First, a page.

When D.C. Council member Marion Barry strolled into his 76th birthday party this month, he was greeted much as he has been at thousands of events across the District for much of his three-decade political career.
Barry, who is seeking a third consecutive term as the Ward 8 council member, beamed as a few dozen well-wishers reached for him, crushed up against him for a picture and shouted encouraging words.
“I’m popular,” Barry told a reporter as he walked through the crowd at his party at Georgena’s in Southeast Washington, formerly known as the Players Lounge.
But when Barry sits down, after the “Barry, Barry” chants subside, the former mayor is an increasingly lonely politician.
Sure, Barry is often joined by former council member Sandra Allen, his campaign manager, as well as his son, Christopher, and godson Dennis Harvey. But Barry is relying on an increasingly shallow pool of core supporters to help him fend off four other candidates in the Democratic primary.
Only one of Barry’s council colleagues, Chairman Kwame R. Brown (D), showed up at his party. Anthony J. Motley, one of Barry’s closest friends and a former campaign manager, now says he is undecided about whether he will vote for him in the April 3 primary.
And Natalie Williams, a former Barry spokeswoman who helped guide him through his most recent, rocky, four-year term, is running against him. Williams said she decided to run because she was convinced that Barry is no longer up to the job.
“I care about his age, his health and his overall well-being,” Williams said. “I said to him: ‘I want you to enjoy the rest of your life. You’ve done enough, and to continue to work when your heart is not in it, it’s a disservice to the community.’ . . . I’ve seen him slow down.”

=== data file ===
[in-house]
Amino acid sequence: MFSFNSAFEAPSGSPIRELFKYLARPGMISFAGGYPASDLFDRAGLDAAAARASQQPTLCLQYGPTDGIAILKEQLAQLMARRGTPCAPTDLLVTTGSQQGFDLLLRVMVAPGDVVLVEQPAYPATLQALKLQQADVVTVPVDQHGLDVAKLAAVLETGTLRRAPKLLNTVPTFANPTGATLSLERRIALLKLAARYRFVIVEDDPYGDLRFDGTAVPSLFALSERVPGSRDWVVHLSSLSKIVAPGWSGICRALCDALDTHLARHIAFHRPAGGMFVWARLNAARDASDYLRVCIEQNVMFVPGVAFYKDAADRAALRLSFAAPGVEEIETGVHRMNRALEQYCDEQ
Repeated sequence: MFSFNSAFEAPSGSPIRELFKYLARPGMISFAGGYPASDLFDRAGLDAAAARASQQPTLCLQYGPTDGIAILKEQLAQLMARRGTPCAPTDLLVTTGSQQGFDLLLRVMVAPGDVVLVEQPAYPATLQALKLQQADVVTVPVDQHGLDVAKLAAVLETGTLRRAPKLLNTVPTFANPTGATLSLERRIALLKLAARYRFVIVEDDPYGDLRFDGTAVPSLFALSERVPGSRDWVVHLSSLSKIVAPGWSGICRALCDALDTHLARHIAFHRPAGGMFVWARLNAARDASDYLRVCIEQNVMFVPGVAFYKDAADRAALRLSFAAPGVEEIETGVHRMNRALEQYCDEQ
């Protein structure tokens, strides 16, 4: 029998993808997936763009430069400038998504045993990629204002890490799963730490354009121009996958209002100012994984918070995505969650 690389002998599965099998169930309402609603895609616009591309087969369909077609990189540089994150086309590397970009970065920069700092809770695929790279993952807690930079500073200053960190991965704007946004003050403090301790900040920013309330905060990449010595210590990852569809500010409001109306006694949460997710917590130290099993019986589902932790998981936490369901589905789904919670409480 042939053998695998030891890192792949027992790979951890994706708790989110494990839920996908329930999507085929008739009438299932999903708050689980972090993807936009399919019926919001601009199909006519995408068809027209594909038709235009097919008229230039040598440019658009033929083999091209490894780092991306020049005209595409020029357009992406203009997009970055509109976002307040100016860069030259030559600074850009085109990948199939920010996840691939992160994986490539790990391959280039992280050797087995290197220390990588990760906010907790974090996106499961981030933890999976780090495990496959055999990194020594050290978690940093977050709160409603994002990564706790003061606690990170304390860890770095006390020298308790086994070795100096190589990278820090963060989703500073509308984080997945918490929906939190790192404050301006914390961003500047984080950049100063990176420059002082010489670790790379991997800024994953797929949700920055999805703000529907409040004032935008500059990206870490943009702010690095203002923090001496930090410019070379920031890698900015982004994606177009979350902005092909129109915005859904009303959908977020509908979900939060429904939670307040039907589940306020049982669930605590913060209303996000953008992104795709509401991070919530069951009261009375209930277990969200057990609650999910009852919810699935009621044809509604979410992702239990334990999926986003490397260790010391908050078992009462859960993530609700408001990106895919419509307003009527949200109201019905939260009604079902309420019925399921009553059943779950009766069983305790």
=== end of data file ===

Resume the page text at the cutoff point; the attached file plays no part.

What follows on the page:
But there will be no coasting into retirement for the former four-term mayor, who proudly notes that he has won 11 of his past 12 political campaigns, losing only a 1990 at-large council race while he awaited sentencing for a drug conviction.
As Christopher Barry said in a recent interview, politics is in his father’s blood and is “his life,” and it’s “not something he can put on and off like a coat.”
“I’m 76 years of age. I’ve had prostate cancer. I’ve had a kidney transplant. I’ve been a diabetic for 23 years, but the key is my mind,” Marion Barry said in a recent interview. “My mind is as sharp as ever. I’m wiser than ever.”
Indeed, for a good chunk of voters in Ward 8, life without Barry would be like trying to live without the 11th Street bridge.
“The people outside the perimeter don’t have no idea,” said Sandra Lindsay, a Barry supporter. “He’s a man, not infallible, but the ultimate politician.”
Barry is still favored over his opponents in the primary — Williams; former Ward 8 Democratic Party head Jacque D. Patterson; and advisory neighborhood commissioners Sandra Seegars and Darrell Gaston — although few expect him to match the 77 percent showing he had four years ago.